VMware CEO Pat Gelsinger sounded as enthusiastic as ever Tuesday as he told analysts how well the company fared in the second quarter and how the company stands to thrive with its software-defined data center vision in the quarters to come.
Given the results, perhaps Gelsinger could be forgiven for setting aside the company’s myriad troubles for an afternoon: the recent brain drain, uncertainty around the chances of its previously announced Infrastructure-as-a-Service (IaaS) product and questions about the future of the core vSphere server virtualization offering.
Earnings for the second quarter were $244 million, or 57 cents per share, up 28 percent year over year. Non-GAAP net income was $343 million, or 79 cents a share — a nice surprise compared with the 77 cent per share analyst estimate. The high end of VMware’s revenue guidance for the fiscal year got bumped up from $5.24 billion to $5.26 billion. Gelsinger also had solid revenue to boast of — $1.24 billion, up 11 percent year over year, and around $13 million north of analyst expectations. He struck an optimistic tone about the company’s execution and prospects on a conference call following the release of the numbers.
On the IaaS product, vCloud Hybrid Service, which is in an early-access program until general availability in the fourth quarter, Gelsinger said that “the program is generating tremendous interest from our customers” and that “we have really hit the nail on the head” in terms of offering a product enterprises will want to use. But some developers at VMware shops might have poked around on earlier-to-market IaaS products, such as Amazon Web Services or even the Google Compute Engine, and good experiences there might inhibit adoption of VMware’s take of IaaS. Meanwhile the company will inevitably have to deal with inquiries about cloud security. That’s a topic we’ll take up with Joe Baguley, VMware’s chief technology officer for Europe, the Middle East and Africa, and other cloud executives at our Structure:Europe conference in London on September 18-19.
Aside from the cloud opportunity, Gelsinger said VMware can look forward to serious revenue from network virtualization coming in early 2014 and new storage virtualization products — which will be discussed at VMworld next month — toward the end of 2014 and into 2015. Those could become key elements of the company’s software-defined data center strategy, right next to server virtualization.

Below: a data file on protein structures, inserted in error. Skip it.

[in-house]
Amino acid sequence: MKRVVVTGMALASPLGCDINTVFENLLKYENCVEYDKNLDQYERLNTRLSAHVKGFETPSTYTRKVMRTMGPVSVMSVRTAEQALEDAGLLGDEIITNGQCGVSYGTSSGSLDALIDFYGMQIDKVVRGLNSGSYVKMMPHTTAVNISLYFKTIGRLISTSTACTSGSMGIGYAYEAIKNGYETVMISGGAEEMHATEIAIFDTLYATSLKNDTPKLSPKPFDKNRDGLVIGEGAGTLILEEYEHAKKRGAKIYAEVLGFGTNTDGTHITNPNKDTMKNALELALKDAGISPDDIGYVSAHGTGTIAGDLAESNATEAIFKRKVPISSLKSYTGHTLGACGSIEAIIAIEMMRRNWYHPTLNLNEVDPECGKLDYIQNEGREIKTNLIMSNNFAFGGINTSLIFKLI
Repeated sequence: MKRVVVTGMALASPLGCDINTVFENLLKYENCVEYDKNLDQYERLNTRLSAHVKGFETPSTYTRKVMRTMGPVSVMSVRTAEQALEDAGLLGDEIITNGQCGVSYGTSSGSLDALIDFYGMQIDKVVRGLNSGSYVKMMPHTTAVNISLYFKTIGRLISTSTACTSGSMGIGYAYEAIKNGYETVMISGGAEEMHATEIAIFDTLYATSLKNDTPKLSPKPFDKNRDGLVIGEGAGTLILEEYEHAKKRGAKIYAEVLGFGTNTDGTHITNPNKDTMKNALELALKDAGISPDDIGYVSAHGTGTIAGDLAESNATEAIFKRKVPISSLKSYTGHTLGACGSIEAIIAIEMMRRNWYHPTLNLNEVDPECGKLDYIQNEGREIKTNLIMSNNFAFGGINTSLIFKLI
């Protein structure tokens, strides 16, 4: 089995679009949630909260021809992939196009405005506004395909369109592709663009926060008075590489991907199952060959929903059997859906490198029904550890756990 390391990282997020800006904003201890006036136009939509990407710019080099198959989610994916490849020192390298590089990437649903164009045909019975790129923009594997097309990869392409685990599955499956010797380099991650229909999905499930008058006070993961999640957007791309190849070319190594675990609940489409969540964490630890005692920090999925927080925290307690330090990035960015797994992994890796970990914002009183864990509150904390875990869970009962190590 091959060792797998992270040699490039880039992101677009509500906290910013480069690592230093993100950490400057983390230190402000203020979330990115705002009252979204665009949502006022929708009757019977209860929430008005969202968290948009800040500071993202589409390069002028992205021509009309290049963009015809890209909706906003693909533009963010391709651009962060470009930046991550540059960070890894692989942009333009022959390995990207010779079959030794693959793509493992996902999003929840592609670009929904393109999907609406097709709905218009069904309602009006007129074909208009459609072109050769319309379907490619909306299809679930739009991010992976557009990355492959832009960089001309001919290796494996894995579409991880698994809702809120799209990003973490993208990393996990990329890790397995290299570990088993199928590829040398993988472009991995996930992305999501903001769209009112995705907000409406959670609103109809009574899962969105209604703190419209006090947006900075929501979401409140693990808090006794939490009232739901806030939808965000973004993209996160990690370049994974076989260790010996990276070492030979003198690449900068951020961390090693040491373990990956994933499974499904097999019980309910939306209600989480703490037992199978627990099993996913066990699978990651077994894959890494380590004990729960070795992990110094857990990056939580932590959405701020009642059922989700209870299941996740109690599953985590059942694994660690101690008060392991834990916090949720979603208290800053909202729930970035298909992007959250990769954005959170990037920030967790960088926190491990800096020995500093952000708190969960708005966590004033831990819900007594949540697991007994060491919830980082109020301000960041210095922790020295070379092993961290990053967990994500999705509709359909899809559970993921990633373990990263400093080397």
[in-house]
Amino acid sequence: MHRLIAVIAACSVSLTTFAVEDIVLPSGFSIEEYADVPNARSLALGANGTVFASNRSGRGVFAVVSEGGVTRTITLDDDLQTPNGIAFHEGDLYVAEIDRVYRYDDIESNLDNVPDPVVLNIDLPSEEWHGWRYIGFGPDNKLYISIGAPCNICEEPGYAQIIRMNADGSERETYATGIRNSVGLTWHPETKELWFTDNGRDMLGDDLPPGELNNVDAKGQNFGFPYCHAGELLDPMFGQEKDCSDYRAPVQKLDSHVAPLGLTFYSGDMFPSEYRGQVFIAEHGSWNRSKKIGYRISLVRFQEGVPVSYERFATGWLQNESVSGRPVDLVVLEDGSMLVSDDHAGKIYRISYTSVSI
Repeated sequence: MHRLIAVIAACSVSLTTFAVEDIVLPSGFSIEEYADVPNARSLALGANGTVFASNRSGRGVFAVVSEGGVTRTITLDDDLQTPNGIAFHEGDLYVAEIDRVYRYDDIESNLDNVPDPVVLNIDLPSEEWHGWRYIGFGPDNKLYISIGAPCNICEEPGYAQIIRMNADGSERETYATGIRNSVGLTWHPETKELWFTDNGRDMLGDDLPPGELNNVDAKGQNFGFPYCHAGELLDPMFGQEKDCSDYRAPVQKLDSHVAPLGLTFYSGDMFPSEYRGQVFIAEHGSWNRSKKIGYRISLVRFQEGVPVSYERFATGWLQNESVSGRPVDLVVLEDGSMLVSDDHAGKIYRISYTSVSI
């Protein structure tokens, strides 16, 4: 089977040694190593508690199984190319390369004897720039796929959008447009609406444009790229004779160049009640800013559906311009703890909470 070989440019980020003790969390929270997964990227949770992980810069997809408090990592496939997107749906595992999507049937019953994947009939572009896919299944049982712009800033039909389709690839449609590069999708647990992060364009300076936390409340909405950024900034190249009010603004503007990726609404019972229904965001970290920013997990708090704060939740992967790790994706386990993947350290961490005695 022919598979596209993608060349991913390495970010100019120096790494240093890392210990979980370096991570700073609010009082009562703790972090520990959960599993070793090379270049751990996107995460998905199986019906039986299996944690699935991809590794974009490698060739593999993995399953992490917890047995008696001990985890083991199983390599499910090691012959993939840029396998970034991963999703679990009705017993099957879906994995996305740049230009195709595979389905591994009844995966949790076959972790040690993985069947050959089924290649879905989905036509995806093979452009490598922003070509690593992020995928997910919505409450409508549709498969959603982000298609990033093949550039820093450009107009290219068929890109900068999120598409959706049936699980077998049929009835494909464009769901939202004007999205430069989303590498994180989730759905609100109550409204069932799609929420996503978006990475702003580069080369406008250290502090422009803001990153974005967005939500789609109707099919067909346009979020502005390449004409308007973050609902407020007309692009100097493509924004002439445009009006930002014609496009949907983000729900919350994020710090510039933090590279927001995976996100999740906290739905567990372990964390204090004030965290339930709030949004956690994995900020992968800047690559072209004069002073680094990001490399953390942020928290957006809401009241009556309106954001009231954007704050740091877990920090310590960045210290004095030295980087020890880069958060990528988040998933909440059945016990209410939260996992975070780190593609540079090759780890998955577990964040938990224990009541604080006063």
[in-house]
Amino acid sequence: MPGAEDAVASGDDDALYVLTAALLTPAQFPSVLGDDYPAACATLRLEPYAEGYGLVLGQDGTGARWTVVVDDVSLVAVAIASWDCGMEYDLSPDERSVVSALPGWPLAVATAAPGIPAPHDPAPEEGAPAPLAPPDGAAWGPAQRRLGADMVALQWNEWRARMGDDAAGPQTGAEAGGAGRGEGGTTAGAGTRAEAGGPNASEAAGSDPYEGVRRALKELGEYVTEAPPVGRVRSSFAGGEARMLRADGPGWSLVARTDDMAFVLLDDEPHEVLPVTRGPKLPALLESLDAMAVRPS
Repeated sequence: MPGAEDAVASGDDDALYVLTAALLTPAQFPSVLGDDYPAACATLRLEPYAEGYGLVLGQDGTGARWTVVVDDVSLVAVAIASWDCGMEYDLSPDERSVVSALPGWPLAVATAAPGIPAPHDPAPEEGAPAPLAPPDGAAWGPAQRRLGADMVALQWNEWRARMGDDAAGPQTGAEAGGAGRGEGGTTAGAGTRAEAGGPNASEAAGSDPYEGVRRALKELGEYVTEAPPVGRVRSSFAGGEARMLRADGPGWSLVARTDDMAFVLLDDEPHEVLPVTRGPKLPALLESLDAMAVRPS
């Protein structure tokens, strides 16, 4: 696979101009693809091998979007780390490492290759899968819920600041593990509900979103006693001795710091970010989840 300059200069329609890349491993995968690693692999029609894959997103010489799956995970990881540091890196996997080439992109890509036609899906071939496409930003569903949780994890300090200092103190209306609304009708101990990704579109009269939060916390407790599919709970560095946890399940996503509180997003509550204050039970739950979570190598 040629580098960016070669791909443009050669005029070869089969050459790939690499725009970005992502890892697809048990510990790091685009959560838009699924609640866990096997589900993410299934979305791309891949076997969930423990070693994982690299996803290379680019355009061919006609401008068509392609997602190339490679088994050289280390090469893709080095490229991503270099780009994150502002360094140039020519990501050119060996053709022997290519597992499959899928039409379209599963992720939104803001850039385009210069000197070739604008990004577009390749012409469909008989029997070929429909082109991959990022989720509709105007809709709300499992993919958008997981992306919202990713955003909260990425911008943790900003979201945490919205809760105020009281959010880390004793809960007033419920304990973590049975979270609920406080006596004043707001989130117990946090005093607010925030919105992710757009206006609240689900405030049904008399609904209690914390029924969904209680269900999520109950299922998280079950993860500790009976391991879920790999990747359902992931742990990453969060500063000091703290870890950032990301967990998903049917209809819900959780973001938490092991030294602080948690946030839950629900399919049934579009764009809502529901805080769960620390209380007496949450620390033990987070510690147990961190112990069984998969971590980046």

But that doesn’t address the prospects for vSphere. Gelsinger mentioned that more than 35 percent of licensed bookings in the quarter were for products other than vSphere. One analyst asked where that leaves vSphere itself, and Gelsinger told him “our strategy … is to focus on the delivery of the broader-than-just-vSphere opportunity.” Still, Carl Eschenbach, the company’s president and chief operating officer, added that VMware is “very bullish on the opportunity for the core vSphere business to continue to grow in the second half of the year.” After that, though, Eschenbach didn’t say what might happen.
And then there’s OpenStack. Gelsinger fielded a question about what threat the company sees from the open-source cloud software that just turned 3. VMware has been embracing the OpenStack API, Gelsinger said, and pushing products compatible with OpenStack to businesses deploying the software. But it might not be very much business there just yet; he called OpenStack “an incremental opportunity.”
VMware isn’t held back by the decline of the PC era, as evidenced by missed estimates last week from Intel and Microsoft. However, the company does have to contend with the devolution of the hypervisor into commodity status, prices that might be less palatable than viable alternatives from competitors and partners miffed by the vCloud Hybrid Service offering competition to their clouds.
My colleague Barb Darrow highlighted these issues last week, and executives didn’t spend much time talking about them on Tuesday. There was apparently too much good news to discuss.
This story was updated at 6:04 p.m. PT to add revenue guidance figures.